The first time I went home was a round trip, Seattle-Sequim-Seattle in the matter of a few hours, I was waiting on Bainbridge Island for the ferry to arrive. I got out of my car and walked over to the nearby coffee stand (if you haven’t traveled in the PNW walking to a coffee stand is like walking to a Paris Metro station, they are never more than 400 meters away). I ordered a coffee, bought a Seattle Times because I still like to get newsprint on my fingers, and picked out a day old pastry. The Barista did what every barista does, she asked, “How’s your day going?” It is a perfectly innocent habit we have in the US, we ask this question instead of standing there in silence, but the question hit me in the softest part of my body and I wobbled out a “It’s getting better.” By the time I got my coffee, my eyes were filled with tears and the Barista did her best to not notice, but then probably got on her Twitter account and sent a message: “OMG! Creepy Beard Guy crying at the coffee stand. #ABeardDoesn’tMakeYouAMan #TheCoffeeStruggle.” Since that time, I have only cried in public while sitting by myself in 8 oz Burgers and with my wife as we ran through the timeline of events while sitting in an upscale Mexican restaurant on Queen Anne Hill. The good news is that when you cry in public, people leave you alone. They assume you are either mentally ill, or a threat, so they turn away and wait for you get your act together. The other thing I have discovered is that I just don’t care anymore. Being pressed against the reality that your child may die is freeing and it begins to connect you to people who have been through the same thing. It is amazing how large the circle of cancer is. If you have not had a family member, or close friend touched my cancer, you are in a small minority.
When Cheryl and I entered into this journey we had a memorable discussion about how to handle this journey. This blog is part of that conversation, but one of the other decisions we made was to say, “Yes.”
So much of parenting and living is saying, “No, we have this under control,” even when everything is out of control. When we have had family challenges in the past, we have always hunkered down and kept up the illusion that we were managing. Sometimes we were managing, but there were times when we should have been willing to take help, but like an alcoholic we had to hit rock bottom before we could accept people’s generosity. This time we decided we would say, “Yes” when people offered. Yes, to meals cooked. Yes, to reading material. Yes, to help at work. Yes, to taking care of the dog. Yes, to the universe. Yes, yes, yes.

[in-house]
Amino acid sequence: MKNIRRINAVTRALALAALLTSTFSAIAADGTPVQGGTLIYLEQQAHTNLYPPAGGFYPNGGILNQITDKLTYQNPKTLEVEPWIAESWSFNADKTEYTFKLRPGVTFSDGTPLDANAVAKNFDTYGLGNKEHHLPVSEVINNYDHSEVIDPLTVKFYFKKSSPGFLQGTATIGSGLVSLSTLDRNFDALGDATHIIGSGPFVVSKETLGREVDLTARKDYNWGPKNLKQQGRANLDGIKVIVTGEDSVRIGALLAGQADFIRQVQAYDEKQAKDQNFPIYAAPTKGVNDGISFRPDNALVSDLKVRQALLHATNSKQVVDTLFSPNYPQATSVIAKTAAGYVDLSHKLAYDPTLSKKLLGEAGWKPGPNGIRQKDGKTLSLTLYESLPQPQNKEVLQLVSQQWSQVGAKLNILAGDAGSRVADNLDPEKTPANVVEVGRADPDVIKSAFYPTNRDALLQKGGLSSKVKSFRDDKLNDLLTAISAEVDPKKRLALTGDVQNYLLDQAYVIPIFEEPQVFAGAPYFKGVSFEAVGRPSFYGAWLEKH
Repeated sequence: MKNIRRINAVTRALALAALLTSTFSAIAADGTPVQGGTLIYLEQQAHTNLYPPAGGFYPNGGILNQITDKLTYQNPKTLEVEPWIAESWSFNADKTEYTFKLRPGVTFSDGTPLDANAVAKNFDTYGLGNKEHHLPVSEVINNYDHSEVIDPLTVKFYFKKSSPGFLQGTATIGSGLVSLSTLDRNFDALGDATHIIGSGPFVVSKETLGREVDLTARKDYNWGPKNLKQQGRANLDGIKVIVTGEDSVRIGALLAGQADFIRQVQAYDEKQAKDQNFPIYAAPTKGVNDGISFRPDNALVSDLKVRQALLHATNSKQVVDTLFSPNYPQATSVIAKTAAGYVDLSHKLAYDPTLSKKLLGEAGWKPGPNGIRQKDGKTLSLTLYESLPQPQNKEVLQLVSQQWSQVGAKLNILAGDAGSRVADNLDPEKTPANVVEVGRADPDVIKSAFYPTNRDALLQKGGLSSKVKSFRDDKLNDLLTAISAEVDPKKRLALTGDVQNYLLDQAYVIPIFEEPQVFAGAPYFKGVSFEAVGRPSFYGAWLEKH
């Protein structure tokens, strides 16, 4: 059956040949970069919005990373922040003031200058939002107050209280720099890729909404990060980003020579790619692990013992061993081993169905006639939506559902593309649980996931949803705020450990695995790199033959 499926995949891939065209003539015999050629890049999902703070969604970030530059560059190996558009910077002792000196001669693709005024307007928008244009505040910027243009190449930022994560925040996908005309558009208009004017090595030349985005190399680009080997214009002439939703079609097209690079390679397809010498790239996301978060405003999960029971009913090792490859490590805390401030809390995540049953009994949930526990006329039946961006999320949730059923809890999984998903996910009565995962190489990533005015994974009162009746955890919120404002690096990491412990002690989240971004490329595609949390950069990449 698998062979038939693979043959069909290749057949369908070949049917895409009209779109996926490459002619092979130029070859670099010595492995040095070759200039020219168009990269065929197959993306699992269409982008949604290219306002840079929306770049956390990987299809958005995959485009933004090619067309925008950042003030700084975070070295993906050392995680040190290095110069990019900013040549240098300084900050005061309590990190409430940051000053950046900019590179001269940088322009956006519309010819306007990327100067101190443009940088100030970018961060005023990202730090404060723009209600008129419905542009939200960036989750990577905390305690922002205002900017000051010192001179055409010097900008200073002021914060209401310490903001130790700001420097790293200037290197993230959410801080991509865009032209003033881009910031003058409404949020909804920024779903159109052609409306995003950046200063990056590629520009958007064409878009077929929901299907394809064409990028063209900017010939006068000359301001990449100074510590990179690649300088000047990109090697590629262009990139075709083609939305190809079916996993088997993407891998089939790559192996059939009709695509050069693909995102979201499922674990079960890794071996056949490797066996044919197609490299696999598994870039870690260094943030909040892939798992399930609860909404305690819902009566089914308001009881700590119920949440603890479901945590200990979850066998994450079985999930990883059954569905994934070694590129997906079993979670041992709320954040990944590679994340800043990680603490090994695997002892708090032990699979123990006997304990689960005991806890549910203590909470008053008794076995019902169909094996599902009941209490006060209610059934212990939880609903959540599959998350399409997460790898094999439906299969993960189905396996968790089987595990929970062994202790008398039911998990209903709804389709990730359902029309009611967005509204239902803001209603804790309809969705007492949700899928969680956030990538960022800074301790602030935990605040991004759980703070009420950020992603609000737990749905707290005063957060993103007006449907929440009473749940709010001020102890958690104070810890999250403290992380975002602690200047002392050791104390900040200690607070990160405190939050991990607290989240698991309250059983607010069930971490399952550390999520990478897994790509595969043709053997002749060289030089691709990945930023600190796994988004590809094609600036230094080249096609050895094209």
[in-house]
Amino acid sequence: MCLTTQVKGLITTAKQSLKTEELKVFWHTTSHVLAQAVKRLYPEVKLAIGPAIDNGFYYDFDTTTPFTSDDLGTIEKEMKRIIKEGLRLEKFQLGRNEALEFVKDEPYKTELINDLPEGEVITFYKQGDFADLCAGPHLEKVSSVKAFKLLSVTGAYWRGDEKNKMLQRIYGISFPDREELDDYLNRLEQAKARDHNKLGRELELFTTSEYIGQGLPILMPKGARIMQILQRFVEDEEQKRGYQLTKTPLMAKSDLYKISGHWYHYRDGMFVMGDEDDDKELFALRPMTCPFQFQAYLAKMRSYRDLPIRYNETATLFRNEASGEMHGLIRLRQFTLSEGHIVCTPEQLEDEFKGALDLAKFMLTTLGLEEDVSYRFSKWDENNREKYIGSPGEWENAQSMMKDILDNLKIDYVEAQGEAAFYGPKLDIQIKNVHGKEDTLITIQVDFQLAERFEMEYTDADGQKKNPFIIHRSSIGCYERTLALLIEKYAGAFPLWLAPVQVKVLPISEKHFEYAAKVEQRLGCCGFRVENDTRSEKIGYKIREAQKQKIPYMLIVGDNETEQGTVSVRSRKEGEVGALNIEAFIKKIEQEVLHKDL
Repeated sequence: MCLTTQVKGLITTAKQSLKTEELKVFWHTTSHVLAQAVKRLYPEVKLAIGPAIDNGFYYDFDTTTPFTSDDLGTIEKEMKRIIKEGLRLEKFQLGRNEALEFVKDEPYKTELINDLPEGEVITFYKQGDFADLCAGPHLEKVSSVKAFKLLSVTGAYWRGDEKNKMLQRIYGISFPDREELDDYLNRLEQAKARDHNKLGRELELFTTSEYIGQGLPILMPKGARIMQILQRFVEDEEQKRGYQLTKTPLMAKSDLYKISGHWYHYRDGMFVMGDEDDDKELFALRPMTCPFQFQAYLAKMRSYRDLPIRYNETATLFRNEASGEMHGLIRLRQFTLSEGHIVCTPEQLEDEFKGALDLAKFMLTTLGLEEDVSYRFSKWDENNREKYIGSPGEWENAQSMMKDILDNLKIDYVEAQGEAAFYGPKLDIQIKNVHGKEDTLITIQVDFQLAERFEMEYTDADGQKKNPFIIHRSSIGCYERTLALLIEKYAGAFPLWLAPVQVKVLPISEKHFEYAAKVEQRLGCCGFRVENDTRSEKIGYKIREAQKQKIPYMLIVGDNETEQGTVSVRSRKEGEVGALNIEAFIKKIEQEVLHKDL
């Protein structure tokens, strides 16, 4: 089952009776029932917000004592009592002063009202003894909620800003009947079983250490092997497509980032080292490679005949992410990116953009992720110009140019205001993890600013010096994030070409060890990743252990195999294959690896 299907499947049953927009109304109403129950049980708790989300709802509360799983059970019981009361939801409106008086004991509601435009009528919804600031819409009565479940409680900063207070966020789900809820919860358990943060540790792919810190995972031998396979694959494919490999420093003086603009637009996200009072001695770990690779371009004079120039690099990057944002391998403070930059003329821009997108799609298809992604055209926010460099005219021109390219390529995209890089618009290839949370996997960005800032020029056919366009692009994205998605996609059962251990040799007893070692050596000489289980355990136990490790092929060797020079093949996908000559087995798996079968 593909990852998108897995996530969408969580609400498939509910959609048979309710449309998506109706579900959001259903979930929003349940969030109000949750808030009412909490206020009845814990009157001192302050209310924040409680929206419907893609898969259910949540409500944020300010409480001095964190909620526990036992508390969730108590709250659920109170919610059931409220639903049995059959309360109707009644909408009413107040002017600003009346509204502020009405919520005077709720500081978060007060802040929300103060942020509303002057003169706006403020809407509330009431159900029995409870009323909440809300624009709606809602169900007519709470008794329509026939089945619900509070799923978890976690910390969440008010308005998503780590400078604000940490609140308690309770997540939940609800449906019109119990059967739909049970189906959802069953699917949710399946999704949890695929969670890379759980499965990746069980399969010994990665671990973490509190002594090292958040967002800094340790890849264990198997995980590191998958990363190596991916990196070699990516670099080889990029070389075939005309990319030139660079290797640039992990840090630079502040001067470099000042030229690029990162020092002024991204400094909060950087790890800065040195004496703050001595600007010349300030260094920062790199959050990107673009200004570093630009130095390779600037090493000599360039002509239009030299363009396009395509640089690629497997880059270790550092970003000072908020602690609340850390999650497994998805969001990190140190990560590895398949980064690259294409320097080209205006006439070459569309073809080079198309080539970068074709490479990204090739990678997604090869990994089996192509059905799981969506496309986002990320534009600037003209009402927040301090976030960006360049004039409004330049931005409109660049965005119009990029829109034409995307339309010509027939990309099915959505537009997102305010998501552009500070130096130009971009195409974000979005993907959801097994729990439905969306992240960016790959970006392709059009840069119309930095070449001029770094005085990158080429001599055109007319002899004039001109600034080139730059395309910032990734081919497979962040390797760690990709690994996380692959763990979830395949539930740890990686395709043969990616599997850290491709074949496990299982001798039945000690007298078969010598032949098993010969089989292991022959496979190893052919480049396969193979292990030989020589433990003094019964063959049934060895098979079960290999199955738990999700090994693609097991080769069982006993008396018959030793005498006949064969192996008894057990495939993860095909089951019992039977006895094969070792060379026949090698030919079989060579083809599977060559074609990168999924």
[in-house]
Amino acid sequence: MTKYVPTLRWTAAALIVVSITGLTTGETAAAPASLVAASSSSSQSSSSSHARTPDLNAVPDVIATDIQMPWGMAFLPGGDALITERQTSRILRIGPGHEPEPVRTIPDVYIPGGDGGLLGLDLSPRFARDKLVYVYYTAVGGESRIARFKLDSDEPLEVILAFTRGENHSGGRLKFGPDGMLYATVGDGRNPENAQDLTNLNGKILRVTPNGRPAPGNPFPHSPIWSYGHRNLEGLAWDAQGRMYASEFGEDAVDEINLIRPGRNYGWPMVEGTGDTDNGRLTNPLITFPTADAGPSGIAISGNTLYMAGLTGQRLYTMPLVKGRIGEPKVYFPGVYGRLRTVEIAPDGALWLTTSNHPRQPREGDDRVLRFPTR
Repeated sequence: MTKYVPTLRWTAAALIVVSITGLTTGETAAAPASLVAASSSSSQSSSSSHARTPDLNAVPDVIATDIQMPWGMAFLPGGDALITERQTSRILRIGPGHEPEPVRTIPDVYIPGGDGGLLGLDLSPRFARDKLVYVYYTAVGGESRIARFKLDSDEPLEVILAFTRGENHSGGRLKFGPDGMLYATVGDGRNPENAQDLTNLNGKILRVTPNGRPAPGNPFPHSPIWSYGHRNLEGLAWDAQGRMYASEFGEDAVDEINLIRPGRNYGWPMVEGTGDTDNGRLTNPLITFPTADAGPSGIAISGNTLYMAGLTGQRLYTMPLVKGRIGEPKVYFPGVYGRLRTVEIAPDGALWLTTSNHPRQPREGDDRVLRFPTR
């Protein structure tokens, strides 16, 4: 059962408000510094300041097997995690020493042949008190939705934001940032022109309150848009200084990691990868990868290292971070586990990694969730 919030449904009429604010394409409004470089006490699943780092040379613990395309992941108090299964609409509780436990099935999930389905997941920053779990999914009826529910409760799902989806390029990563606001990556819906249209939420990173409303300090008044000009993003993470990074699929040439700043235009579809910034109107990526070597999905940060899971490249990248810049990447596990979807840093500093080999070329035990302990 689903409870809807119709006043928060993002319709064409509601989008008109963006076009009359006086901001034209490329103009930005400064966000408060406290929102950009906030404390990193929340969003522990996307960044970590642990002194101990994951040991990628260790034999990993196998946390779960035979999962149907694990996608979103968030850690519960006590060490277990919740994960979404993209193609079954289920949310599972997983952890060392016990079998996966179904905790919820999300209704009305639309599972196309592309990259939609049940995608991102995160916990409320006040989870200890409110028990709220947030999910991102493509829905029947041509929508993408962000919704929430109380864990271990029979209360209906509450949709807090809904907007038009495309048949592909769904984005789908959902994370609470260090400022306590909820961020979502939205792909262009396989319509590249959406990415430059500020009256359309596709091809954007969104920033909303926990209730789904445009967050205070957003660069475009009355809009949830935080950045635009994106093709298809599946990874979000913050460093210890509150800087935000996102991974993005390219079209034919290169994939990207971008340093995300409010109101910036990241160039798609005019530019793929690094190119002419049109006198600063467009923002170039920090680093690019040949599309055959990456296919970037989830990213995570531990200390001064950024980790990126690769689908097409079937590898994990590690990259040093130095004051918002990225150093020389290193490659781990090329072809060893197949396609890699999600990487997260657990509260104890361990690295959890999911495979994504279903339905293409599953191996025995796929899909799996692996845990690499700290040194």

So, when Emma and were eating breakfast at the 101 Diner on Sunday and our waitress asked, “How are you guys doing?” I knew it wasn’t the generic question, it was genuine. Instead of saying, “We’re doing great.” I said, “It’s been tough. We are managing, but it kinda turns your world upside down.” She knew what I meant. Her son had cancer. He did not survive.
When I went into work to pick up a few assignments to grade I ran into one of my co-workers/friends there. He offered a hug, it was more of a demand than an offer, it was a good hug. He knew what I was going through. His mother had cancer. She did not survive.
My son has a form of cancer that is treatable today. Five years ago that was not true. Dylan’s treatments have been built on all the people who bravely fought against this disease and future treatments are going to be built on my son’s. He still has a long journey ahead of him, but today his journey has been made smoother by the lives that have gone before him. In ten more years Dylan’s treatments will seem like Dark Ages medicine, but for today it will do. Today, the universe has provided us a path to follow out of the cancer jungle. It is a path forged by those how have hacked their way as far as their legs could carry them, and for that we are thankful.
Categories: The Longest Journey